Battlestar Galactica – This remake of the ’70s ahem, uh ‘classic’ takes the cheesy premise of a fleet of humans on the run from robot Cylons in a very dark and serious direction. The show is rich in social commentary, it’s thrilling and the fact that it takes place almost entirely within in the claustrophobia of the spaceship interiors makes it an engrossing world that’s hard to snap out of.
LOST – J.J. Abrams’ mystifying sci-fi epic deserves a shout-out for its originality, scope, consistency, emotion and re-watchability.
King of the Hill – Mike Judge’s masterpiece depicts the clash between tradition and suburbia in modern Texas. Its intelligence and subtle wit put it at the top of the ‘adult animated comedy’ heap, and it’s its uncannily accurate anthropology of modern Texans that makes it one of the best shows of all time. In America, it’s a sitcom. In Texas, it’s a documentary.
Top 5 Classic TV
5. Star Trek: The Next Generation
“In many ways far superior, but will never be as recognized as the original.” -Wayne Campbell. The continuation of Gene Roddenberry’s campy space show takes philosophizing, metaphorizing and phasers to the next level. The strong cast and episodic structure irons out the show’s wrinkles and makes it one of the most enjoyable television series of all time.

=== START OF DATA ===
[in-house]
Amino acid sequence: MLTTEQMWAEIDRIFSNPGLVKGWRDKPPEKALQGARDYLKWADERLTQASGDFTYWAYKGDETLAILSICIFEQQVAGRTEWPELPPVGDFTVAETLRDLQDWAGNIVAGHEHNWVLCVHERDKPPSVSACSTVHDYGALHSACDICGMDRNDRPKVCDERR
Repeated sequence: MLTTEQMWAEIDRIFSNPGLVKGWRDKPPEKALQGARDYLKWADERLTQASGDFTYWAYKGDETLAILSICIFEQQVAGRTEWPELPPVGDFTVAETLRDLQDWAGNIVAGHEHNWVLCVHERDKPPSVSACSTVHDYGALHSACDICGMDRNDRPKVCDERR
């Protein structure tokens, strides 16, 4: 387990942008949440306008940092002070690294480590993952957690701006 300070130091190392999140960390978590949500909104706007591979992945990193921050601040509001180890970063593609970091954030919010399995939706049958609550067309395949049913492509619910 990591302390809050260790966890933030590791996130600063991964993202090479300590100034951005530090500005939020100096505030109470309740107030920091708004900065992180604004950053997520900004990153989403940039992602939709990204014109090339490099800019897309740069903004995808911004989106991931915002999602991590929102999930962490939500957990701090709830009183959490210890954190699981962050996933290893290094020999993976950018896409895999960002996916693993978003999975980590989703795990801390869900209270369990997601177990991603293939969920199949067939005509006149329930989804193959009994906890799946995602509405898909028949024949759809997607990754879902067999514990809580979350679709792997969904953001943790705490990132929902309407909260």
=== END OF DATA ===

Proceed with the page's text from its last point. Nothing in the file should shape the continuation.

4. The Dick Van Dyke Show
All ‘sitcom about sitcom’ shows (like 30 Rock) are indebted to this one. Dick Van Dyke’s timing and Mary Tyler Moore’s stable acting (and stable hairdo) are eternal TV tropes. This show is consistently funny and features some of the most storied TV moments of all time, including a legendary ‘guess-who’s-coming-to-dinner’-esque episode that brought racial snafoos cleverly to the fore.
3. Sherlock Holmes
Starring the late, great Jeremy Brett who is known most to the world as the guy who sang “On The Street Where You Live” in “My Fair Lady”. Turns out he was also the most brilliant interpreter of the world’s greatest detective and his performance of Holmes as a neurotic, bombastic egotist has affected every attempt at adapting the character since. Brett still outshines them all with his charismatic portrayal of Holmes in some of the most exciting and genuinely affecting TV episodes ever made. There are four ‘series’ that need to be looked up separately, including: The Adventures of Sherlock Holmes, The Return of Sherlock Holmes, The Casebook of Sherlock Holmes and The Memoirs of Sherlock Holmes. There are also four or five TV movies starring Brett, but it’s the episodes that stand out. Jeremy Brett is the best Holmes ever and he’s still fun to watch.